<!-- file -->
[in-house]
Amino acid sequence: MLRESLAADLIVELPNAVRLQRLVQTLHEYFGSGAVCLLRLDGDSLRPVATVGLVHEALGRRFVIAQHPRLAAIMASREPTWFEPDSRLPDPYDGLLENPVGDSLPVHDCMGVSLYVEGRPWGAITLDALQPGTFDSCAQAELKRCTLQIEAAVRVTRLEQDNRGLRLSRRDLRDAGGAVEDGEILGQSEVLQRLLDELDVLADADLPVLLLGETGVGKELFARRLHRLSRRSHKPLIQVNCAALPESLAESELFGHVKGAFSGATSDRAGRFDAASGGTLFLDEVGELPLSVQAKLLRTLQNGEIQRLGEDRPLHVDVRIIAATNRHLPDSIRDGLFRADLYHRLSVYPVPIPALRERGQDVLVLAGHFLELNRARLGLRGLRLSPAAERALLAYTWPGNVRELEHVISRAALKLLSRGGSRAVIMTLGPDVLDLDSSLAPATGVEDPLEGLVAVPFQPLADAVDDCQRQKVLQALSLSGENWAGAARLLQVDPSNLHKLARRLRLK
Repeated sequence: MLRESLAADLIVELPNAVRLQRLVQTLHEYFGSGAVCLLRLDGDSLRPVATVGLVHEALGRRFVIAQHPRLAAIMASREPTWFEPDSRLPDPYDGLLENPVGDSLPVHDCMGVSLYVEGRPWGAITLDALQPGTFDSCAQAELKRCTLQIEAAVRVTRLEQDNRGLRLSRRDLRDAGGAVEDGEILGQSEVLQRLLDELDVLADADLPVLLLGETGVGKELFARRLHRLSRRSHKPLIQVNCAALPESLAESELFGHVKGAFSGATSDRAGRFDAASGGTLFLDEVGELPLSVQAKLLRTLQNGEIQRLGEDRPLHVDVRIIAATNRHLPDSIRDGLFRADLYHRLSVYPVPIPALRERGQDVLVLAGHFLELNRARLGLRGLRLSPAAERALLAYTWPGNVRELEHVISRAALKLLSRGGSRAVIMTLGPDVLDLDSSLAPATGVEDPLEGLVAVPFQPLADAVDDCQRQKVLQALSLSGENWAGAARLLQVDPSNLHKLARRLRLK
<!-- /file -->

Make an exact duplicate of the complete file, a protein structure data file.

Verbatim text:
[in-house]
Amino acid sequence: MLRESLAADLIVELPNAVRLQRLVQTLHEYFGSGAVCLLRLDGDSLRPVATVGLVHEALGRRFVIAQHPRLAAIMASREPTWFEPDSRLPDPYDGLLENPVGDSLPVHDCMGVSLYVEGRPWGAITLDALQPGTFDSCAQAELKRCTLQIEAAVRVTRLEQDNRGLRLSRRDLRDAGGAVEDGEILGQSEVLQRLLDELDVLADADLPVLLLGETGVGKELFARRLHRLSRRSHKPLIQVNCAALPESLAESELFGHVKGAFSGATSDRAGRFDAASGGTLFLDEVGELPLSVQAKLLRTLQNGEIQRLGEDRPLHVDVRIIAATNRHLPDSIRDGLFRADLYHRLSVYPVPIPALRERGQDVLVLAGHFLELNRARLGLRGLRLSPAAERALLAYTWPGNVRELEHVISRAALKLLSRGGSRAVIMTLGPDVLDLDSSLAPATGVEDPLEGLVAVPFQPLADAVDDCQRQKVLQALSLSGENWAGAARLLQVDPSNLHKLARRLRLK
Repeated sequence: MLRESLAADLIVELPNAVRLQRLVQTLHEYFGSGAVCLLRLDGDSLRPVATVGLVHEALGRRFVIAQHPRLAAIMASREPTWFEPDSRLPDPYDGLLENPVGDSLPVHDCMGVSLYVEGRPWGAITLDALQPGTFDSCAQAELKRCTLQIEAAVRVTRLEQDNRGLRLSRRDLRDAGGAVEDGEILGQSEVLQRLLDELDVLADADLPVLLLGETGVGKELFARRLHRLSRRSHKPLIQVNCAALPESLAESELFGHVKGAFSGATSDRAGRFDAASGGTLFLDEVGELPLSVQAKLLRTLQNGEIQRLGEDRPLHVDVRIIAATNRHLPDSIRDGLFRADLYHRLSVYPVPIPALRERGQDVLVLAGHFLELNRARLGLRGLRLSPAAERALLAYTWPGNVRELEHVISRAALKLLSRGGSRAVIMTLGPDVLDLDSSLAPATGVEDPLEGLVAVPFQPLADAVDDCQRQKVLQALSLSGENWAGAARLLQVDPSNLHKLARRLRLK